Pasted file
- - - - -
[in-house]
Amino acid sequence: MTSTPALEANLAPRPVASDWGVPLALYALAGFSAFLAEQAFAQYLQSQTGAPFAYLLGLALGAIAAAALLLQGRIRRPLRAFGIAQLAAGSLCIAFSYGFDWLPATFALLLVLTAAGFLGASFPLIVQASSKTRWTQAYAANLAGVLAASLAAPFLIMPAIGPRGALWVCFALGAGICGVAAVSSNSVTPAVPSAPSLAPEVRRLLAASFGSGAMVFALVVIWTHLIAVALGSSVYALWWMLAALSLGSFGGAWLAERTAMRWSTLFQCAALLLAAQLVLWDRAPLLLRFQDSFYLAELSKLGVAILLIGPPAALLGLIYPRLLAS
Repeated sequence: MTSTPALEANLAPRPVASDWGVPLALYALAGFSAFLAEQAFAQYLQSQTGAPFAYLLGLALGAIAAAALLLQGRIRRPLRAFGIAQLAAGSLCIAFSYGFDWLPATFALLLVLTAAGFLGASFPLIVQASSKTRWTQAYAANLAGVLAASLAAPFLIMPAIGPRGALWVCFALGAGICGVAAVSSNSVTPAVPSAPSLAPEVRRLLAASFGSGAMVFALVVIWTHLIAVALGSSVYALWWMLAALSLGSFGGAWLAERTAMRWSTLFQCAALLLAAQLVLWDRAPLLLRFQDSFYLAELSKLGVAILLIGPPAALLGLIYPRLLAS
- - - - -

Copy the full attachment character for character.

[in-house]
Amino acid sequence: MTSTPALEANLAPRPVASDWGVPLALYALAGFSAFLAEQAFAQYLQSQTGAPFAYLLGLALGAIAAAALLLQGRIRRPLRAFGIAQLAAGSLCIAFSYGFDWLPATFALLLVLTAAGFLGASFPLIVQASSKTRWTQAYAANLAGVLAASLAAPFLIMPAIGPRGALWVCFALGAGICGVAAVSSNSVTPAVPSAPSLAPEVRRLLAASFGSGAMVFALVVIWTHLIAVALGSSVYALWWMLAALSLGSFGGAWLAERTAMRWSTLFQCAALLLAAQLVLWDRAPLLLRFQDSFYLAELSKLGVAILLIGPPAALLGLIYPRLLAS
Repeated sequence: MTSTPALEANLAPRPVASDWGVPLALYALAGFSAFLAEQAFAQYLQSQTGAPFAYLLGLALGAIAAAALLLQGRIRRPLRAFGIAQLAAGSLCIAFSYGFDWLPATFALLLVLTAAGFLGASFPLIVQASSKTRWTQAYAANLAGVLAASLAAPFLIMPAIGPRGALWVCFALGAGICGVAAVSSNSVTPAVPSAPSLAPEVRRLLAASFGSGAMVFALVVIWTHLIAVALGSSVYALWWMLAALSLGSFGGAWLAERTAMRWSTLFQCAALLLAAQLVLWDRAPLLLRFQDSFYLAELSKLGVAILLIGPPAALLGLIYPRLLAS